British rom-com checklist:
Taxi cab conversations? (CHECK)
Central London train station? (CHECK)
Crappy British Alcohol? (Red Stripe – CHECK)
Plethora of British TV Actors? (CHECK)
Awkwardly, entertaining British actor? (Simon Pegg – CHECK)
Cutesy, clumsy American actor? (Lake Bell – CHECK)
Bill Nighy? (…)
Man Up may have an inexcusably awful title, but it certainly isn’t such an awful film. It follows the same, traditional path, with all the classic elements, ticking off almost all of the British rom-com checklist, leaving one unsurprised by the uninspired opening third. However, Man Up manages to poke it’s head out of the pack, transforming into a largely enjoyable and surprisingly witty study of human relationships.
In Man Up‘s first third, one is simply annoyed by the clumsy characters of Lake Bell and Simon Pegg. Bell is her own worst enemy, whilst Pegg’s ego is so over-inflated, its a wonder he doesn’t float away. Pegg’s claims that he ‘dabbles’ in art and Bell’s refusal to tell the truth are equally frustrating, and keep the film afloat only through their innate charm.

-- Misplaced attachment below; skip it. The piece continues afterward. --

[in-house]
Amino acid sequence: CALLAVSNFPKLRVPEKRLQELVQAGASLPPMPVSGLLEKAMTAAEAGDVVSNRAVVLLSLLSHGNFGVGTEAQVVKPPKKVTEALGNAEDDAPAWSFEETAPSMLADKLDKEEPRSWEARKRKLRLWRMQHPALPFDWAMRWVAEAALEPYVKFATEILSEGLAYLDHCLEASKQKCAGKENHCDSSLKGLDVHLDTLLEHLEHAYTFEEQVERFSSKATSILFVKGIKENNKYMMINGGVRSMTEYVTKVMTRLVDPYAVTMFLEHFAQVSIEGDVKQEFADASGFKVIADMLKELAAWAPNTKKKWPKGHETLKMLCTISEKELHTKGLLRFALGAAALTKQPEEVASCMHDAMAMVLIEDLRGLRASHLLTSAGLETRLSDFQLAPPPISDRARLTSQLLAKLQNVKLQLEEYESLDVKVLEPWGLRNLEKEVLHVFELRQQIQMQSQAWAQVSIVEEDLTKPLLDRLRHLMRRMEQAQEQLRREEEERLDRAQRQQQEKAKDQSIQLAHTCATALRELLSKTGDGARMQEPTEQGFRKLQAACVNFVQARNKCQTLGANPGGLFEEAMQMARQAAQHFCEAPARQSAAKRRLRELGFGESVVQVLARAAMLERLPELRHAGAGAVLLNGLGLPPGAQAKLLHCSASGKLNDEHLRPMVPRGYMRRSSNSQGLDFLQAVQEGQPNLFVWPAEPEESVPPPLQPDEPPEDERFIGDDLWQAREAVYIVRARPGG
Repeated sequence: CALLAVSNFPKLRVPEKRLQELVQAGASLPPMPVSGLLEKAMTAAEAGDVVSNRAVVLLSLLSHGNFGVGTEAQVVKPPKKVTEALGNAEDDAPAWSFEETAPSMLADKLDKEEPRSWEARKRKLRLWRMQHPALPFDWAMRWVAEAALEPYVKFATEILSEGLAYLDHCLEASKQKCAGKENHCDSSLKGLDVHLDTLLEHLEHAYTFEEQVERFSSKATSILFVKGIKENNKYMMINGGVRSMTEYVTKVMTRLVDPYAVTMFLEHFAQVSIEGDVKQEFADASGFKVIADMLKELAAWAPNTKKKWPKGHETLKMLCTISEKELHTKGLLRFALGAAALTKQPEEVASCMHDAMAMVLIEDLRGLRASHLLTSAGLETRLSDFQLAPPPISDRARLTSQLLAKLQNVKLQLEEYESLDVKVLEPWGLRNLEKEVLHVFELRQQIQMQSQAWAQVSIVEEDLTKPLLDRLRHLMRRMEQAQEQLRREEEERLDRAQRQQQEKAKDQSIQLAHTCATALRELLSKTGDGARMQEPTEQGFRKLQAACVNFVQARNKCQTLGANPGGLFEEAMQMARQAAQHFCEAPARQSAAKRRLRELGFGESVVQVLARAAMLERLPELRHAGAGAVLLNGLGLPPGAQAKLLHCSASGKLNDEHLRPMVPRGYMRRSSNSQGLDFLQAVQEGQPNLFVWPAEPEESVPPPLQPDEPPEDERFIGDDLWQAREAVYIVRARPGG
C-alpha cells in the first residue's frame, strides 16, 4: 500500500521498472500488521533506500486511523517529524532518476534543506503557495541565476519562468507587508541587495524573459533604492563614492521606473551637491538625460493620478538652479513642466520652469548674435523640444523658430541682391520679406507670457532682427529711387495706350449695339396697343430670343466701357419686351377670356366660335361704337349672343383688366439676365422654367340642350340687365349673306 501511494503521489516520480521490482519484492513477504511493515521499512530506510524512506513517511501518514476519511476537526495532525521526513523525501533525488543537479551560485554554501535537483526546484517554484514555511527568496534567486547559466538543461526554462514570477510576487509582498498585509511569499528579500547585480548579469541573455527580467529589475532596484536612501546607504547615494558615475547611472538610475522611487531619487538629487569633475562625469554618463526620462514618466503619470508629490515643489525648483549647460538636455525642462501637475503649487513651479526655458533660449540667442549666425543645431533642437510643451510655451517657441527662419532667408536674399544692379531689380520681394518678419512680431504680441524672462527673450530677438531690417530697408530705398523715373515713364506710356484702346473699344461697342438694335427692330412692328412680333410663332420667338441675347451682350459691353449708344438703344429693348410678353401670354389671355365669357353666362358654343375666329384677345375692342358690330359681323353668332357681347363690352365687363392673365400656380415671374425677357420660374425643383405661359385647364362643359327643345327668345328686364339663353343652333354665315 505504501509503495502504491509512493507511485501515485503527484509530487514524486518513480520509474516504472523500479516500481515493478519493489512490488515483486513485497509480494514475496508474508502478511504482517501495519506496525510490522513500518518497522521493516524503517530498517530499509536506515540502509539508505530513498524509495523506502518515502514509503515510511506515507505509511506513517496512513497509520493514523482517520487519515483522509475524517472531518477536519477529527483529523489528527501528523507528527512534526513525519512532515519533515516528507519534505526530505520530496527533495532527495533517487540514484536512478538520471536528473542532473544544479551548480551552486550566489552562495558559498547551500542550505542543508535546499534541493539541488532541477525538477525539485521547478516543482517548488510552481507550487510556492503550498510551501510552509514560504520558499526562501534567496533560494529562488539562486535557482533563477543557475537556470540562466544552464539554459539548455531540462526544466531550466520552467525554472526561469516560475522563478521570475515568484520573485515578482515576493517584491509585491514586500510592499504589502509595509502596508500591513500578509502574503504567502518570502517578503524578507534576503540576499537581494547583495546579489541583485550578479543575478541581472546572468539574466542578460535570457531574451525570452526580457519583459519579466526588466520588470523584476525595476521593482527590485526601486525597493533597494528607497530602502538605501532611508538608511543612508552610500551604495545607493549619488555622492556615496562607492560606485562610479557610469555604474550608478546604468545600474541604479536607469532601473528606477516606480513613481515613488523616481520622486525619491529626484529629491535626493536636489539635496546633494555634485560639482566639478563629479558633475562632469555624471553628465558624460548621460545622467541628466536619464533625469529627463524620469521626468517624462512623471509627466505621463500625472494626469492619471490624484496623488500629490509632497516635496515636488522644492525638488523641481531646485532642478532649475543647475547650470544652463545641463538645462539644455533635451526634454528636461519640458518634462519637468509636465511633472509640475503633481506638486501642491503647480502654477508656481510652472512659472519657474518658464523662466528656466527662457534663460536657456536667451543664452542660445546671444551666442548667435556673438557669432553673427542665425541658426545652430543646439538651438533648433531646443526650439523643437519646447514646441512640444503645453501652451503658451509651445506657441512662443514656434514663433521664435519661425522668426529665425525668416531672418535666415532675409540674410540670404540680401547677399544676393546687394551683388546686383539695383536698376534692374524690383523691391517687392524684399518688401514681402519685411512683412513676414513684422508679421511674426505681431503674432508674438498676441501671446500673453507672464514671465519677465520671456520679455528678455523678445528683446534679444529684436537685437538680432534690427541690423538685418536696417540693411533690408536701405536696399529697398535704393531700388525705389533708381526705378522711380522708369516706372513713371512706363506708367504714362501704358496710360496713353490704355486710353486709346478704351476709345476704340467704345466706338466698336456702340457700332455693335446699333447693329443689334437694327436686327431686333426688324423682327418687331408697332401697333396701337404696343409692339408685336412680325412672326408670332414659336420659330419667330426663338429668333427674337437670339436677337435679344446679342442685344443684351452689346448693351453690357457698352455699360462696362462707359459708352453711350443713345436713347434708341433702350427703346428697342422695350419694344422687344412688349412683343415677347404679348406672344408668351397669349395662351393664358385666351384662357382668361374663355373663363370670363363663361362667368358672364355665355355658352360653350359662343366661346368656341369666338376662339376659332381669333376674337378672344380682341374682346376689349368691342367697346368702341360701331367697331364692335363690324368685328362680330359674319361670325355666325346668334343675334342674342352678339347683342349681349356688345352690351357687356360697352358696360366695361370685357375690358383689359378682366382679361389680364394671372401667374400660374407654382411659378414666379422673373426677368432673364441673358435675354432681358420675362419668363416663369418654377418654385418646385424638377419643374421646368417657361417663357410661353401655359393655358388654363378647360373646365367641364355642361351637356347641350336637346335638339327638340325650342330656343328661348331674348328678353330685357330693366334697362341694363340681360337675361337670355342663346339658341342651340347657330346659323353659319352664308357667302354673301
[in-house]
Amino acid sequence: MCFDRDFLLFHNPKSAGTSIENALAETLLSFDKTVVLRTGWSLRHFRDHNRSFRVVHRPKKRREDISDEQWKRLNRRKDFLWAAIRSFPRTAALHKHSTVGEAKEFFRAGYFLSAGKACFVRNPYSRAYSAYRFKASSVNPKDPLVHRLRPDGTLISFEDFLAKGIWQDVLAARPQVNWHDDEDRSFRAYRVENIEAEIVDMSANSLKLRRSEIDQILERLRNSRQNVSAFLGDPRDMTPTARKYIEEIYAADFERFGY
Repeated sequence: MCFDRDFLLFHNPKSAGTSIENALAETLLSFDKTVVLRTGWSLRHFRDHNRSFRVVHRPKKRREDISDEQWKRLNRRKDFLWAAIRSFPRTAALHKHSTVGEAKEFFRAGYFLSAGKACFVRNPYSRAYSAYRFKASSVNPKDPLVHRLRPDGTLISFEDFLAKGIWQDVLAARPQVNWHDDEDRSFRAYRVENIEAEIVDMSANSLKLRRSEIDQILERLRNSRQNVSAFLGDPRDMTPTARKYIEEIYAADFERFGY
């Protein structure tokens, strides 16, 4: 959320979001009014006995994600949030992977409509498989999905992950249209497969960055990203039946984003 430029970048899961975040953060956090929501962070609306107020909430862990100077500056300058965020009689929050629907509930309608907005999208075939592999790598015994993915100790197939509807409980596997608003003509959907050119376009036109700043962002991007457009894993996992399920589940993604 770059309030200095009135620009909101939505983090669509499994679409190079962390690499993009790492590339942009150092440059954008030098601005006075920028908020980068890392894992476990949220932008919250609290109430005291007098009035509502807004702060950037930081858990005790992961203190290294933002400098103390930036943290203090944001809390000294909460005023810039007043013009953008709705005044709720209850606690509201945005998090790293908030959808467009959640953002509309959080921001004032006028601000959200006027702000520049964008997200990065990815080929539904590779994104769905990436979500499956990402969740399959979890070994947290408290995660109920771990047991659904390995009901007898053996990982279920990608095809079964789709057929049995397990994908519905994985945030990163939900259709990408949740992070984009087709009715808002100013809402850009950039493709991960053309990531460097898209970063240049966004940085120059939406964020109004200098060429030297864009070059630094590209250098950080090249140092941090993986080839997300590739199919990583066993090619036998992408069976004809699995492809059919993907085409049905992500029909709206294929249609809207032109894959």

However, this dynamic soon shifts. The characters develop from mere 2D caricatures into fully-formed three-dimensional human beings. Their bravado and showmanship is replaced by vulnerability and pain, turning the film on its head. The air of awkwardness present in the opening half an hour dissipates into an engaging and enjoyable story of human development.
The film starts poorly but certainly improves. On her Twitter page, the Sunday Times’ film critic Camilla Long branded Man Up “the worst film” she’s seen all year. She obviously didn’t catch The Gunman. Her main criticism of the ‘travesty’ Man Up was she couldn’t see why Lake Bell would “EVER fancy Simon Pegg”, who she brands “a stupid, self-obsessed divorcee”. Whereas this analysis of Pegg’s character is true for the opening quarter of the picture, I don’t believe that it is for the last quarter. His obsession is only skin-deep and a result of his character’s emotional turmoil. He is neither stupid nor self-obsessed when he lets his protective guard down. His later vulnerability shows that he is obnoxious only because of his suffering.
Don’t disregard Man Up as a “slushy, superawkward pile of emotional blah”, as Man Up suitably recovers from its admittedly awkward beginnings. It may follow a heavily-trodden arch, but that doesn’t mean you won’t enjoy its light and fluffy finish.